Reviewed by GREG KING


Director: Eddie Martin.

Another warts-and-all documentary about another deeply troubled, self-obsessed and self-destructive artist wrestling with his personal demons and the high cost of fame. This local film charts the rise and fall and the highs and lows of Anthony Lister, a celebrated contemporary Australian street artist who was Brisbane’s answer to the notorious Banksy.

Lister pioneered the street art movement in Brisbane, and he was engaged to paint traffic control boxes to make them less ugly. His art work challenged conservative elements of Australian society, especially in his home town of Brisbane, where his colourful work reignited a heated debate about the difference between legitimate art and graffiti. He married his high school sweetheart Anika before moving to New York in 2003 for a series of shows and installation projects. His work is still constantly being exhibited around the world. While in New York he worked with his mentor, New Zealand artist Max Gimblett. But Lister also enjoyed the brief trappings of his celebrity and fame, with a hard-partying lifestyle of drug and drink.

As a child Lister himself lacked a father figure and male role model because his own father was often absent, and it is obvious from this film that he is travelling down the same path, which has led to the breakdown of his marriage and an estrangement with his young son Kye. Although Lister has tried to effect a reconciliation it has been a rocky road for him. The final part of this film acts as a love letter to his family, but it is the least enjoyable segment and the most saccharine element of the documentary.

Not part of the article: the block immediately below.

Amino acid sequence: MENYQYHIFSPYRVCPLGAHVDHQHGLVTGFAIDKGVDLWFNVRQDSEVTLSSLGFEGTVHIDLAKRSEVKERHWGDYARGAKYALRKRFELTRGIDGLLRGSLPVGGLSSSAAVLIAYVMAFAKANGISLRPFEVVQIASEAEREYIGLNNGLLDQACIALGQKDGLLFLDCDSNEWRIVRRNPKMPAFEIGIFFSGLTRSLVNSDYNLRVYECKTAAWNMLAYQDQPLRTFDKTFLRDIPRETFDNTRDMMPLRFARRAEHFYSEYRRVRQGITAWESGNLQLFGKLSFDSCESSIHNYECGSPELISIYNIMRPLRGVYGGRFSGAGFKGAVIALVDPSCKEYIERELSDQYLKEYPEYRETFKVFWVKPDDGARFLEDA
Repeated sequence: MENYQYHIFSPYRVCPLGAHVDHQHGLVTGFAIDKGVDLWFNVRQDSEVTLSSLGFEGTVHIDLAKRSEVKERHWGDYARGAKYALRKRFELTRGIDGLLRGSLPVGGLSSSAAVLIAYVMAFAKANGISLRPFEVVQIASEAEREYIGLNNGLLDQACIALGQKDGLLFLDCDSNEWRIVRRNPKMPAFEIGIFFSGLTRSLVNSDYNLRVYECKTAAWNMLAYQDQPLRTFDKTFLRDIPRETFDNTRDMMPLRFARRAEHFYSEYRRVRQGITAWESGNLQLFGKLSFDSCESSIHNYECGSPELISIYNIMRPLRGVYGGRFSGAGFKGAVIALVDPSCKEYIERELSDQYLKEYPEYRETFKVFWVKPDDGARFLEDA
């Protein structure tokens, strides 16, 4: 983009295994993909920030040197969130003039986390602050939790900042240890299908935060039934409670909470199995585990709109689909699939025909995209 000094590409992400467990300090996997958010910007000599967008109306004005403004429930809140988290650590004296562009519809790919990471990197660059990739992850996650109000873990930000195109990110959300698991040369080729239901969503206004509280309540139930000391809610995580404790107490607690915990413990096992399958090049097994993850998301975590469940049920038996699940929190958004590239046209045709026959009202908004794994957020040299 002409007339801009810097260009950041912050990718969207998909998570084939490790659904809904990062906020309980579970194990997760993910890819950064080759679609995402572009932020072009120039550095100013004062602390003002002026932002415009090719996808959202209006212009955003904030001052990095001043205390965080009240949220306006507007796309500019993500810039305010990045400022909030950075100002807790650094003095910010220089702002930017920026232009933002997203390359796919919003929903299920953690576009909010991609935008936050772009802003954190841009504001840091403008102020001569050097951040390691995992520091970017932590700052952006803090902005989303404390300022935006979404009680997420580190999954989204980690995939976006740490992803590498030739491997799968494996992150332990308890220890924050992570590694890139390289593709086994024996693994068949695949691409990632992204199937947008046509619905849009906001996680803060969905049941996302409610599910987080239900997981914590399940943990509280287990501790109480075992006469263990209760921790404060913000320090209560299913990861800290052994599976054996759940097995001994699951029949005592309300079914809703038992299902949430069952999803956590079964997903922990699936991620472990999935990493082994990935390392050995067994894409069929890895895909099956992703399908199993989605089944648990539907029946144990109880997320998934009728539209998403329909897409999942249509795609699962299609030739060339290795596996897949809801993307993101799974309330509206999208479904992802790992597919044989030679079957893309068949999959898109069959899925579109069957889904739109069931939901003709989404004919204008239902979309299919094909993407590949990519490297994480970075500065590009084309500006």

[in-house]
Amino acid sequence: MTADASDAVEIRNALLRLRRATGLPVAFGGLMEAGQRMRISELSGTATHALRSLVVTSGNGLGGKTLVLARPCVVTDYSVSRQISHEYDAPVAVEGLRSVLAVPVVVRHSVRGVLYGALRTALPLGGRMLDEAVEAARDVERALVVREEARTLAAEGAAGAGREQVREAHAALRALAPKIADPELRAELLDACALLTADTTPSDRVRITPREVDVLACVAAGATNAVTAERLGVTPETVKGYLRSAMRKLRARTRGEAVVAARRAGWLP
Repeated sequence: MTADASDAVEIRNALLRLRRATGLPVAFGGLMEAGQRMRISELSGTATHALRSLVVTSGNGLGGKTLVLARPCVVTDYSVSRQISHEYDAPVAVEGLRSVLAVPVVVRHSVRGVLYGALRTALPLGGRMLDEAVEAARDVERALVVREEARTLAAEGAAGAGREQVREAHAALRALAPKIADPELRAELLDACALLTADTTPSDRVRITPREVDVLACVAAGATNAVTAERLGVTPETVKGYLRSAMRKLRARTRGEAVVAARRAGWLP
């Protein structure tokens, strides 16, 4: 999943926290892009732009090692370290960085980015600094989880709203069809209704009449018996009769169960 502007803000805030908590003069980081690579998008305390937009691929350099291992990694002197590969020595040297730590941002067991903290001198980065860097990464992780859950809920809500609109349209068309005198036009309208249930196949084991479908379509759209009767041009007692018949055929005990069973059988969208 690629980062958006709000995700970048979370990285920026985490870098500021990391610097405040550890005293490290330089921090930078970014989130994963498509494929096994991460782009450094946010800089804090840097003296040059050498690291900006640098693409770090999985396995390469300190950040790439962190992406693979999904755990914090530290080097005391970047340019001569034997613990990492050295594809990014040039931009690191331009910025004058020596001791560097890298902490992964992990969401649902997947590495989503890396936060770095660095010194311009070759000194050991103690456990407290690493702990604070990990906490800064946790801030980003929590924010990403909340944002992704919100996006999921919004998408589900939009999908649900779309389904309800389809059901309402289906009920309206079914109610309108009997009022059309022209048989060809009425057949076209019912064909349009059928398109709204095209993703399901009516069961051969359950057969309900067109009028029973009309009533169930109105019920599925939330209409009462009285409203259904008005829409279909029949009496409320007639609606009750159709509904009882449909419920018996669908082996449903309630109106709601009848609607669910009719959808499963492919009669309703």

There is no traditional narration here; rather Lister himself provides the narration through some candid interviews in which he admits his mistakes. This is a brutally honest, candid and personal documentary filled with a sense of regret for past mistakes and a sense of melancholy. Have You Seen The Listers? unfolds in largely chronological order which makes it easy to follow his journey over a fifteen-year period. But this is not so much a film about the creative process as it is about his personal journey.

The film is compiled from a mix of archival footage, television news reel footage and extensive home video footage shot by Lister himself which gives it an edgy quality. Thankfully he shot an amazing amount of footage of his life, giving the filmmakers incredible access to his personal history. Editor Johanna Scott had thousands of hours of footage to draw from and she has deftly whittled the material down to what we see on the screen. Even though the film only runs for 89 minutes it still seems a little too long and some parts of his story seem repetitive. Probably a one-hour documentary would have done justice and offered a more incisive insight into Lister’s troubled life.

The director is Eddie Martin, whose previous films like Lionel and All This Mayhem have followed people pursuing their passion and also dealing with their demons. Martin seems drawn towards stories of outcasts. He develops an empathy with his subjects which makes his films accessible. It is obvious he has great respect for Lister and his art, but this is not a hagiography. Martin doesn’t shy away from exploring the darker side of Lister’s life and his often-eccentric behaviour either. But at the end I was still left with many unanswered questions about what drove his creations.


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